Things were actually pretty calm this week for jobless claims.  For the first time since August of last year, initial jobless claims were unchanged this week relative to last week’s 3K upwardly revised number of 884K. That was above forecasts of a reading 34K lower at 850K.  With the caveat that comparisons of the past two weeks to prior readings are not exactly like for like on account of a change to the seasonal adjustment methodology (which we discussed in greater detail last week), that 884K reading is still a very high level of claims relative to history but is at the low end of readings since the pandemic began.

Non-seasonally adjusted claims were higher this week by 20.1K coming in at 857.1K.  That is the second consecutive week with higher claims by this measure and which leaves claims at their highest level since August 20th.  Granted, that is still at the low end of the range since the pandemic began.

Continuing claims (seasonally adjusted) saw similar results with a slightly higher reading of 13.385 million compared to 13.292 million last week.  As with seasonally adjusted initial claims, the caveat with comparisons of pre-September readings still applies, but this was the first time seasonally adjusted continuing claims rose in five weeks.

Taking into account Pandemic Unemployment Assistance (PUA), total initial claims have continued to worsen with the total count now at 1.7 million; up from 1.58 million last week and the highest since July 24th.  The bulk of that increase comes from PUA claims which were up to 0.84 million from 0.75 million last week.  This week marked a fourth consecutive week that both PUA claims and the total (PUA plus regular) claims have risen week over week.  Continuing PUA claims for the week of August 21st which are lagged an additional week to regular continuing claims also rose with the most recent reading of 14.6 million marking a pandemic high. Even though regular claims are off their peak and have been trending lower, that leaves total continuing claims at the highest level since mid-July.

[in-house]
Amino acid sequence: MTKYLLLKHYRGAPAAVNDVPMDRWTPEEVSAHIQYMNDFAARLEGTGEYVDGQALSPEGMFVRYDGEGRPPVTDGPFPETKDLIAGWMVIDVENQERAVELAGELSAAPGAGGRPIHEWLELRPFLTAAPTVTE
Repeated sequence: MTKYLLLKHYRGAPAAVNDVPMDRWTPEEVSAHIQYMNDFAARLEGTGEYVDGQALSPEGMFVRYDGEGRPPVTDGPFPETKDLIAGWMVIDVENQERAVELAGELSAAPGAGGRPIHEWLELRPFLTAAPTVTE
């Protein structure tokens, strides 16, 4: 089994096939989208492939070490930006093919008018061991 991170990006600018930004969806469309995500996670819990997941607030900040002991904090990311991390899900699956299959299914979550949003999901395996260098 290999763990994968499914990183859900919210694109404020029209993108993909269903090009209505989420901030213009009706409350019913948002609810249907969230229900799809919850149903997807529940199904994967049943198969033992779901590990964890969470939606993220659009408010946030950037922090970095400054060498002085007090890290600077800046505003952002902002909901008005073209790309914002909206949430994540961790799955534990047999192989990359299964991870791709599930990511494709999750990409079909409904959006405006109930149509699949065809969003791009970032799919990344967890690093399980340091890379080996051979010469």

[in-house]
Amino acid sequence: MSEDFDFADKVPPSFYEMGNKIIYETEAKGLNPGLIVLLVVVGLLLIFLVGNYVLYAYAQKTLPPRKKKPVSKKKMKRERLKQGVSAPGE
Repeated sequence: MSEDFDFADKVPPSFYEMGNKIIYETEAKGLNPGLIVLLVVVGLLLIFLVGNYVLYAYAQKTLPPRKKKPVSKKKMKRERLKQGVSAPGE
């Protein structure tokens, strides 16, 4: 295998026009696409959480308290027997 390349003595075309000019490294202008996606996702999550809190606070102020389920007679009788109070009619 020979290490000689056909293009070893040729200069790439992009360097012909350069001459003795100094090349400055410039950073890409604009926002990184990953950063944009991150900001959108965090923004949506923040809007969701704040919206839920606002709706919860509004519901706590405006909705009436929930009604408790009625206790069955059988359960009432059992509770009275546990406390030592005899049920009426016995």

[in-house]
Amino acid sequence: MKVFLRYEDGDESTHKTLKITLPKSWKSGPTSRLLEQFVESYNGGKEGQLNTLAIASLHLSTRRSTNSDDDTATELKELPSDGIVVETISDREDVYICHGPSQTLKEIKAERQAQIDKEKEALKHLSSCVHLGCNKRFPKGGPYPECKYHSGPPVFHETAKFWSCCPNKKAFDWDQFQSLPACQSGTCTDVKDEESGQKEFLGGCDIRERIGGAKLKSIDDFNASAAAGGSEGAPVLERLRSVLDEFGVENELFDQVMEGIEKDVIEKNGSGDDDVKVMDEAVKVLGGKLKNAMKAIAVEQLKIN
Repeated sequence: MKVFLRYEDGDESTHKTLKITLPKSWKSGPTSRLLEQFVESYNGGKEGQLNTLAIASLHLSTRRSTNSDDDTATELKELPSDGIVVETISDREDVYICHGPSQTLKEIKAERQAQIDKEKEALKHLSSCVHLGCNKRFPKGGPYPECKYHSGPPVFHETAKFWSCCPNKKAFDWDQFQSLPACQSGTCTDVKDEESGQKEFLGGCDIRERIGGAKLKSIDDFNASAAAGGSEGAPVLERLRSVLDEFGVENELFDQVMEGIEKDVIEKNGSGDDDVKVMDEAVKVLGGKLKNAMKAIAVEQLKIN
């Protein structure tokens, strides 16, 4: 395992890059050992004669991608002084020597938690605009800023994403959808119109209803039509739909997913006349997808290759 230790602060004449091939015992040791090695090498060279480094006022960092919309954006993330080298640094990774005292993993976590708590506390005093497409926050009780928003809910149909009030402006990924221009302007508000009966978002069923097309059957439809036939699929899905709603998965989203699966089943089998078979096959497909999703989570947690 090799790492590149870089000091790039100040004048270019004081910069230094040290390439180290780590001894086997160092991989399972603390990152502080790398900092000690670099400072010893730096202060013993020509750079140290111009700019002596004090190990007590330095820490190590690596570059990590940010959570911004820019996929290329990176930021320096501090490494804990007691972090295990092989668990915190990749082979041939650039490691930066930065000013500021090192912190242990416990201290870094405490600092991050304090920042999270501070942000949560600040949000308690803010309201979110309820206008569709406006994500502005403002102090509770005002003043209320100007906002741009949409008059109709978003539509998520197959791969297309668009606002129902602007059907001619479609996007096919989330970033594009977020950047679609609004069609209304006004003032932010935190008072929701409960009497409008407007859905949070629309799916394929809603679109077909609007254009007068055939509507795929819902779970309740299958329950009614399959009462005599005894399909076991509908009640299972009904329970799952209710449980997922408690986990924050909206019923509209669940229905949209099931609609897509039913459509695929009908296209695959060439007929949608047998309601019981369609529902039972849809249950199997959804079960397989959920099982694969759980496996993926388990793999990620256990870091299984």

One interesting point of this data is that this weakness comes at a time of year in which claims have tended to turn around and head higher.  As shown below, on a non-seasonally adjusted basis, this time of year on average has marked the annual bottom for NSA claims with the bottom for continuing claims typically coming a bit later before both rise into the end of the year. In other words, it is hard to say to what degree it is the case, but the recent uptick in both initial and continuing claims (especially taking into account PUA claims) could at least partially be a result of seasonality.  Click here to view Bespoke’s premium membership options for our best research available.

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